Figure 2. 10,000 simulations by the OBR of the current budget and change in PSND (excl. BoE) in 2024-25

A figure showing 10,000 simulations by the OBR of the current budget and change in PSND (excl. BoE) in 2024-25.

Source: Office for Budget Responsibility (October 2021) Economic and fiscal outlook, Chart C p.197

The odds of returning to 0.7 on the timeline that Sunak announced is worse than a coin toss.

Current plans are for a dizzyingly fast increase in ODA

Even if the coin lands the right way for developing countries, the planned return to the 0.7 percent target set out in the spending review is extraordinarily abrupt.

Instead of a more gradual pathway back to the target, the government has opted to increase ODA by £5.7bn in 2024/25: jumping from 0.5 to 0.7 percent of GNI in a single year while GNI is also projected to increase. When the UK first set out to meet the 0.7 target in 2013, the Economic Affairs Committee cautioned that "the speed of the planned increase risks reducing the quality, value for money and accountability of the aid programme." Yet the increase they were so worried about was £2.6bn—that’s  less than half of that what Rishi Sunak has planned in 2024/5.

Figure 3. UK official development assistance (£ millions)

A figure showing UK official development assistance in millions.

Source: UK Statistics on International Development, HM Treasury (October 2021) Autumn Budget and Spending Review, OBR Economic and Fiscal Outlook – October 2021, ONS UKEA

It’s strange that a Chancellor so keen to establish a reputation for fiscal prudence has opted for such a sudden jump to 0.7. Although the government has three years to plan ahead and mitigate the value-for-money risks associated with such a rapid expansion of the aid budget, the Treasury has said it will continue to monitor the OBR’s fiscal forecasts, and based on these it will only commit to increasing ODA above 0.5 percent of GNI one year ahead. The FCDO will therefore need to begin preparations to return to 0.7 ahead of the Treasury’s official confirmation, despite uncertainty as to if and when it will actually happen.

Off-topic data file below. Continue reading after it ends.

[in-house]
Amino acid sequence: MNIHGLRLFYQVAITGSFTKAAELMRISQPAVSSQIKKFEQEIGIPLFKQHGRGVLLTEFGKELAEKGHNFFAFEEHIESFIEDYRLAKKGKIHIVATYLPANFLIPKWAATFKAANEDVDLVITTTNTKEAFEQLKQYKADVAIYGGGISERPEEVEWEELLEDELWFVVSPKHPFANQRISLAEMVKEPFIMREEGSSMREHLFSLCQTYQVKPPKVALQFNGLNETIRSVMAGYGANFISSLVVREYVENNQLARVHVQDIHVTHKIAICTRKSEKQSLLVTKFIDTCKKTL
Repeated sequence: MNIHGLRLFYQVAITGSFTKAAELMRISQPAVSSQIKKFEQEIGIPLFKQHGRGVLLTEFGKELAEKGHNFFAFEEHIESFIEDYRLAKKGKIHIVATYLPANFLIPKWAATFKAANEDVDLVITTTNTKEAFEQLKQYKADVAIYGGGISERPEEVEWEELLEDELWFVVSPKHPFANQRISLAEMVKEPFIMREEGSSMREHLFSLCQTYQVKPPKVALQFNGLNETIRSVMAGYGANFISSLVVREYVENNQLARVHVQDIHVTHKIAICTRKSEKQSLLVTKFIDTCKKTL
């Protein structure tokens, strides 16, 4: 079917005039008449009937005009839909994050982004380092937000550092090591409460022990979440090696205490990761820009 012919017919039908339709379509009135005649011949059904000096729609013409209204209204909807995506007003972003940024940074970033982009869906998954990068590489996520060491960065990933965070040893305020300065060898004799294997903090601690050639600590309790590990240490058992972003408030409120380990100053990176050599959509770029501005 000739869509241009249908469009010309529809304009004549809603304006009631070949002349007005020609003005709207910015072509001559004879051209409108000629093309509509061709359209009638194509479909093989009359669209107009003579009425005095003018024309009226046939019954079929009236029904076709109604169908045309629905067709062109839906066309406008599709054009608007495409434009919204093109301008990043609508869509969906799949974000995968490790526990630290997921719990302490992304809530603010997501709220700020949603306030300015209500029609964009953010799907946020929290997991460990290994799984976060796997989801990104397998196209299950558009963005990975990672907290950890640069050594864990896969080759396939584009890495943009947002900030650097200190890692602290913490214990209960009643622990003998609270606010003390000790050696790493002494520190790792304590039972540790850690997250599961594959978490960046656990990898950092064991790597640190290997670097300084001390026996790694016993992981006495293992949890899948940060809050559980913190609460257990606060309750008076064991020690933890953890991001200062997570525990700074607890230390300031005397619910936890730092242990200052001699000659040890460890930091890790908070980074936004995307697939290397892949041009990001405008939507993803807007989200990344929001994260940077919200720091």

A better approach

Concrete plans for the UK to return to the 0.7 percent ODA target in 2024/25 are a welcome sight.. But the speed and uncertainty of this return are both concerns.

We suggest an alternative approach that addresses both concerns. There will always be uncertainty about the future, and waiting for the latest forecasts to reduce this uncertainty comes with the trade-off of providing less time to carefully plan the return to 0.7 percent.

There is also no reason to treat the aid budget as discrete: stuck at either 0.5 or 0.7 percent of GNI. Instead, the aid budget could be increased by smaller shares of GNI each year, as long as the forecasts predict that the Chancellor's tests will be met. If the forecasts are stable, this achieves a smooth path back to 0.7; if they fall back below the benchmarks, it allows for a pause.

Such an approach has three advantages. First, it mitigates the value for money risks associated with a rapid increase in spend. Second, it helps poor countries by reducing the amount of aid they lose out on due to the Chancellor’s fiscal test. And third, it helps to alleviate the absurdity of a discrete—and massive—jump in ODA when fiscal measures only just creep over the line set by the tests. And it does all of this while remaining true to the spirit of the Chancellor’s initial reasoning: for aid to reflect the changing fiscal circumstances.

Disclaimer

CGD blog posts reflect the views of the authors, drawing on prior research and experience in their areas of expertise. CGD is a nonpartisan, independent organization and does not take institutional positions.